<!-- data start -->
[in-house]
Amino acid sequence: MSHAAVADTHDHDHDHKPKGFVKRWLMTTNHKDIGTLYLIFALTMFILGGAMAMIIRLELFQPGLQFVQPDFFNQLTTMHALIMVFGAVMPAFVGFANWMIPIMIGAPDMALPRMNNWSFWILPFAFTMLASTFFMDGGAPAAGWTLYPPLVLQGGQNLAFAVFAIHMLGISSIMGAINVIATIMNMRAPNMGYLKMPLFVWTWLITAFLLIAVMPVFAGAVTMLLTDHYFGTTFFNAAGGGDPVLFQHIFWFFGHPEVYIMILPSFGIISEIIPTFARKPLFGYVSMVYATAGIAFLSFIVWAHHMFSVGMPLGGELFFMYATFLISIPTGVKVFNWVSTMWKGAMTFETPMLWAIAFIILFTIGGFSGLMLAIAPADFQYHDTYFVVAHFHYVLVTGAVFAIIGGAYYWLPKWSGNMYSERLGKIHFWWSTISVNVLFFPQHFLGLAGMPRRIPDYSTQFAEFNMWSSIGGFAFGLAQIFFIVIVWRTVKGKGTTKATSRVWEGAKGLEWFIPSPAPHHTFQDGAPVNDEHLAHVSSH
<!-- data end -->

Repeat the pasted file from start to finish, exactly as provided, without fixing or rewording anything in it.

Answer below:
[in-house]
Amino acid sequence: MSHAAVADTHDHDHDHKPKGFVKRWLMTTNHKDIGTLYLIFALTMFILGGAMAMIIRLELFQPGLQFVQPDFFNQLTTMHALIMVFGAVMPAFVGFANWMIPIMIGAPDMALPRMNNWSFWILPFAFTMLASTFFMDGGAPAAGWTLYPPLVLQGGQNLAFAVFAIHMLGISSIMGAINVIATIMNMRAPNMGYLKMPLFVWTWLITAFLLIAVMPVFAGAVTMLLTDHYFGTTFFNAAGGGDPVLFQHIFWFFGHPEVYIMILPSFGIISEIIPTFARKPLFGYVSMVYATAGIAFLSFIVWAHHMFSVGMPLGGELFFMYATFLISIPTGVKVFNWVSTMWKGAMTFETPMLWAIAFIILFTIGGFSGLMLAIAPADFQYHDTYFVVAHFHYVLVTGAVFAIIGGAYYWLPKWSGNMYSERLGKIHFWWSTISVNVLFFPQHFLGLAGMPRRIPDYSTQFAEFNMWSSIGGFAFGLAQIFFIVIVWRTVKGKGTTKATSRVWEGAKGLEWFIPSPAPHHTFQDGAPVNDEHLAHVSSH